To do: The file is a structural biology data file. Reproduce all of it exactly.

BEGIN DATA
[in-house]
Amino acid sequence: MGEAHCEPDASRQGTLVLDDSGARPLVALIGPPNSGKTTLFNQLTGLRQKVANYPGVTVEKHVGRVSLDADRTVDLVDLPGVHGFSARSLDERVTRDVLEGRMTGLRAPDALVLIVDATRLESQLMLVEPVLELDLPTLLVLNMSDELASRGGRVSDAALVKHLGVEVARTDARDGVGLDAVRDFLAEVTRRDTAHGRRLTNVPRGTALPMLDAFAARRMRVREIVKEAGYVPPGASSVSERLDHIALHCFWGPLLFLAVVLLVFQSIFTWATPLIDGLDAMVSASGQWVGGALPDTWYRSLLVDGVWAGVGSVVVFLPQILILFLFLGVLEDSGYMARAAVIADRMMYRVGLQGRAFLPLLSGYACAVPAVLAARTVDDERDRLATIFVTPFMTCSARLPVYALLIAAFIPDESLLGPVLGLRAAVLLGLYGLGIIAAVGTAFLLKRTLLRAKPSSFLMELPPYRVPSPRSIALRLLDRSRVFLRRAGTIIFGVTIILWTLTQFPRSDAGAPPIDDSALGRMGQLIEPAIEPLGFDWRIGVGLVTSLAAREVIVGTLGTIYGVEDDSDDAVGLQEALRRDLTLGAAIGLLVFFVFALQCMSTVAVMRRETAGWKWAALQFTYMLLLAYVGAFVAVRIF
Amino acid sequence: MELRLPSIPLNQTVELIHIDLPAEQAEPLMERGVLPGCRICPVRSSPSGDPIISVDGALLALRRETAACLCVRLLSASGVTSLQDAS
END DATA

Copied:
[in-house]
Amino acid sequence: MGEAHCEPDASRQGTLVLDDSGARPLVALIGPPNSGKTTLFNQLTGLRQKVANYPGVTVEKHVGRVSLDADRTVDLVDLPGVHGFSARSLDERVTRDVLEGRMTGLRAPDALVLIVDATRLESQLMLVEPVLELDLPTLLVLNMSDELASRGGRVSDAALVKHLGVEVARTDARDGVGLDAVRDFLAEVTRRDTAHGRRLTNVPRGTALPMLDAFAARRMRVREIVKEAGYVPPGASSVSERLDHIALHCFWGPLLFLAVVLLVFQSIFTWATPLIDGLDAMVSASGQWVGGALPDTWYRSLLVDGVWAGVGSVVVFLPQILILFLFLGVLEDSGYMARAAVIADRMMYRVGLQGRAFLPLLSGYACAVPAVLAARTVDDERDRLATIFVTPFMTCSARLPVYALLIAAFIPDESLLGPVLGLRAAVLLGLYGLGIIAAVGTAFLLKRTLLRAKPSSFLMELPPYRVPSPRSIALRLLDRSRVFLRRAGTIIFGVTIILWTLTQFPRSDAGAPPIDDSALGRMGQLIEPAIEPLGFDWRIGVGLVTSLAAREVIVGTLGTIYGVEDDSDDAVGLQEALRRDLTLGAAIGLLVFFVFALQCMSTVAVMRRETAGWKWAALQFTYMLLLAYVGAFVAVRIF
Amino acid sequence: MELRLPSIPLNQTVELIHIDLPAEQAEPLMERGVLPGCRICPVRSSPSGDPIISVDGALLALRRETAACLCVRLLSASGVTSLQDAS